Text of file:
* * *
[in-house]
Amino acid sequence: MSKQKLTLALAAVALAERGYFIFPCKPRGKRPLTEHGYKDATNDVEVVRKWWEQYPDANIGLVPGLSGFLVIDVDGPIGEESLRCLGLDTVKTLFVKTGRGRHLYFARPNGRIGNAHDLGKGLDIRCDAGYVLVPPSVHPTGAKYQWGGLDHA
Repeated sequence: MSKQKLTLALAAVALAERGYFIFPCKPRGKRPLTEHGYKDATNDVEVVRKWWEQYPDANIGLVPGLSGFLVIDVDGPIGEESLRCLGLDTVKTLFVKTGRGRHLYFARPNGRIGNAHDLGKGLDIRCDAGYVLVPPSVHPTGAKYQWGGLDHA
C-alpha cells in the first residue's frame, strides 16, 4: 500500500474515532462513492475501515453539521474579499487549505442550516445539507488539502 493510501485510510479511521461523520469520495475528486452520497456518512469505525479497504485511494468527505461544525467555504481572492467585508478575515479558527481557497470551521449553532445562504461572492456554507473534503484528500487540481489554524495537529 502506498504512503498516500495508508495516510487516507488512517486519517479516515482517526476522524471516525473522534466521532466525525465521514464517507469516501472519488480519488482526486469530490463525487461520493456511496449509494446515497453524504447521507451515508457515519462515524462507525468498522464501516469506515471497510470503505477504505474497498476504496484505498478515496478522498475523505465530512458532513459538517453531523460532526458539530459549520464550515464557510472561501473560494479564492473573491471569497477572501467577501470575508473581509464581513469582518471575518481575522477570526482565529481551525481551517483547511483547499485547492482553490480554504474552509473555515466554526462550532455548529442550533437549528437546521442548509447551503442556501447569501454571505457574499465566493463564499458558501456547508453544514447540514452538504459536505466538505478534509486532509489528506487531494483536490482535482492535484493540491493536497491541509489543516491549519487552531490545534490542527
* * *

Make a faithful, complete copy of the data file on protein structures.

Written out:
[in-house]
Amino acid sequence: MSKQKLTLALAAVALAERGYFIFPCKPRGKRPLTEHGYKDATNDVEVVRKWWEQYPDANIGLVPGLSGFLVIDVDGPIGEESLRCLGLDTVKTLFVKTGRGRHLYFARPNGRIGNAHDLGKGLDIRCDAGYVLVPPSVHPTGAKYQWGGLDHA
Repeated sequence: MSKQKLTLALAAVALAERGYFIFPCKPRGKRPLTEHGYKDATNDVEVVRKWWEQYPDANIGLVPGLSGFLVIDVDGPIGEESLRCLGLDTVKTLFVKTGRGRHLYFARPNGRIGNAHDLGKGLDIRCDAGYVLVPPSVHPTGAKYQWGGLDHA
C-alpha cells in the first residue's frame, strides 16, 4: 500500500474515532462513492475501515453539521474579499487549505442550516445539507488539502 493510501485510510479511521461523520469520495475528486452520497456518512469505525479497504485511494468527505461544525467555504481572492467585508478575515479558527481557497470551521449553532445562504461572492456554507473534503484528500487540481489554524495537529 502506498504512503498516500495508508495516510487516507488512517486519517479516515482517526476522524471516525473522534466521532466525525465521514464517507469516501472519488480519488482526486469530490463525487461520493456511496449509494446515497453524504447521507451515508457515519462515524462507525468498522464501516469506515471497510470503505477504505474497498476504496484505498478515496478522498475523505465530512458532513459538517453531523460532526458539530459549520464550515464557510472561501473560494479564492473573491471569497477572501467577501470575508473581509464581513469582518471575518481575522477570526482565529481551525481551517483547511483547499485547492482553490480554504474552509473555515466554526462550532455548529442550533437549528437546521442548509447551503442556501447569501454571505457574499465566493463564499458558501456547508453544514447540514452538504459536505466538505478534509486532509489528506487531494483536490482535482492535484493540491493536497491541509489543516491549519487552531490545534490542527